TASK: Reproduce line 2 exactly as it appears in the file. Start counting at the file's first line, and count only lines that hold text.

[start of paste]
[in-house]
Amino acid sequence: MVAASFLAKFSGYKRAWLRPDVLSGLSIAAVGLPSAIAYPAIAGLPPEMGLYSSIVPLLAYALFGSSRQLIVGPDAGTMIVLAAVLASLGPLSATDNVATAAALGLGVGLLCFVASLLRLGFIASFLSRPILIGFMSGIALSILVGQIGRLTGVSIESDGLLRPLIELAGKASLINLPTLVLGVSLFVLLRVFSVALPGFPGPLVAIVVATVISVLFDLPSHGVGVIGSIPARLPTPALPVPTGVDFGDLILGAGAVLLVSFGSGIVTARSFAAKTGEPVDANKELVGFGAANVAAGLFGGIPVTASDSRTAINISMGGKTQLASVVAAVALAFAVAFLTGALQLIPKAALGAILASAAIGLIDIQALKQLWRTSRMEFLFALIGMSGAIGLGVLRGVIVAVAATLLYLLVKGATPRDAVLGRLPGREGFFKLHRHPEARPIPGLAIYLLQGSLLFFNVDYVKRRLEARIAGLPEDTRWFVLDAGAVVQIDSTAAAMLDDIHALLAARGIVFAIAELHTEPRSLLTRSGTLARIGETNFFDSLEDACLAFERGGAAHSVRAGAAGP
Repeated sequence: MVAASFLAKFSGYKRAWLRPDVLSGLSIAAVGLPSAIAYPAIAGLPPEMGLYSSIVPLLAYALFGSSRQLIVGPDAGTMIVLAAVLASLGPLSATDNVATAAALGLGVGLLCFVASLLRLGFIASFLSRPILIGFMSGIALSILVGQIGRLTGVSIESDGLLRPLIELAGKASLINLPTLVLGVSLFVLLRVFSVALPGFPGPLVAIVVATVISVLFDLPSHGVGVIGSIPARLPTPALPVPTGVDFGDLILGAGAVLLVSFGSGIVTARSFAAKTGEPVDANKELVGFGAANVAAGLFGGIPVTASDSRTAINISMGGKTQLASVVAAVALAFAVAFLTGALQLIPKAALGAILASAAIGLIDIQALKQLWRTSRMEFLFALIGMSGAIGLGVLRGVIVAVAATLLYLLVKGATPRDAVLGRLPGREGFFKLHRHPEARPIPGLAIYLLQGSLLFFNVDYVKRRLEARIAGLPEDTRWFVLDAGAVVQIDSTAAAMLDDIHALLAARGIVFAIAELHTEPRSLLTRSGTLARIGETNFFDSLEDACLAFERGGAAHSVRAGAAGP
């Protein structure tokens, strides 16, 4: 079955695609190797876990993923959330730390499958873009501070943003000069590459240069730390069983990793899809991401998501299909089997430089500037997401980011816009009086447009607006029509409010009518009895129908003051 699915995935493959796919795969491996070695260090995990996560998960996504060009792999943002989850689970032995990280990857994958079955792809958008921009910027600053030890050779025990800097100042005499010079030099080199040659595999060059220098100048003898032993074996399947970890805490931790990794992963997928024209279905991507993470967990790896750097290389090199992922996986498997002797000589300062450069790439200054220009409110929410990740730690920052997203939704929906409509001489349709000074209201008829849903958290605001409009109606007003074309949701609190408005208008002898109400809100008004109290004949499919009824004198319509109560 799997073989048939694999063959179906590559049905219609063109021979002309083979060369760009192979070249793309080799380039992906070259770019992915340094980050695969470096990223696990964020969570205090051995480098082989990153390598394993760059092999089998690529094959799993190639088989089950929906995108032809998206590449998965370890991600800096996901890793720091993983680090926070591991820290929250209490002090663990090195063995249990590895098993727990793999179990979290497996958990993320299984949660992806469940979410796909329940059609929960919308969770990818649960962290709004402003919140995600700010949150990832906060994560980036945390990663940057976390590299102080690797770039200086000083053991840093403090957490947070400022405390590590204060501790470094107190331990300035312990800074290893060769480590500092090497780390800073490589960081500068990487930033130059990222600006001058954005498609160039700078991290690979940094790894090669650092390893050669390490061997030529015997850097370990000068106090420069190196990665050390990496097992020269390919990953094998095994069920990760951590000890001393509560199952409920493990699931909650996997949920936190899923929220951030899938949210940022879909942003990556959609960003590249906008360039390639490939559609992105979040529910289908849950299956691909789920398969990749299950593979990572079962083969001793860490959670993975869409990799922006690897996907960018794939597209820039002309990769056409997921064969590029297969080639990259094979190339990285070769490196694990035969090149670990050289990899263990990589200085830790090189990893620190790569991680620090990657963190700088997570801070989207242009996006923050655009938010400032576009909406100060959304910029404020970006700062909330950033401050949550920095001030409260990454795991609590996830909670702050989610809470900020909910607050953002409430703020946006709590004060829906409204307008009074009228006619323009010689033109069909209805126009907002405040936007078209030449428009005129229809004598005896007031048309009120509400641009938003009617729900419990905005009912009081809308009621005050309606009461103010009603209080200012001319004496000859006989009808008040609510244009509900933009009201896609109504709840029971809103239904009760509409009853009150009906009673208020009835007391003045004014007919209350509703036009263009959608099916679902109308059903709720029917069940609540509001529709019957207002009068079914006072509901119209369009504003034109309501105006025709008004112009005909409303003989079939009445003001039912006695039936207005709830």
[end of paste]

Amino acid sequence: MVAASFLAKFSGYKRAWLRPDVLSGLSIAAVGLPSAIAYPAIAGLPPEMGLYSSIVPLLAYALFGSSRQLIVGPDAGTMIVLAAVLASLGPLSATDNVATAAALGLGVGLLCFVASLLRLGFIASFLSRPILIGFMSGIALSILVGQIGRLTGVSIESDGLLRPLIELAGKASLINLPTLVLGVSLFVLLRVFSVALPGFPGPLVAIVVATVISVLFDLPSHGVGVIGSIPARLPTPALPVPTGVDFGDLILGAGAVLLVSFGSGIVTARSFAAKTGEPVDANKELVGFGAANVAAGLFGGIPVTASDSRTAINISMGGKTQLASVVAAVALAFAVAFLTGALQLIPKAALGAILASAAIGLIDIQALKQLWRTSRMEFLFALIGMSGAIGLGVLRGVIVAVAATLLYLLVKGATPRDAVLGRLPGREGFFKLHRHPEARPIPGLAIYLLQGSLLFFNVDYVKRRLEARIAGLPEDTRWFVLDAGAVVQIDSTAAAMLDDIHALLAARGIVFAIAELHTEPRSLLTRSGTLARIGETNFFDSLEDACLAFERGGAAHSVRAGAAGP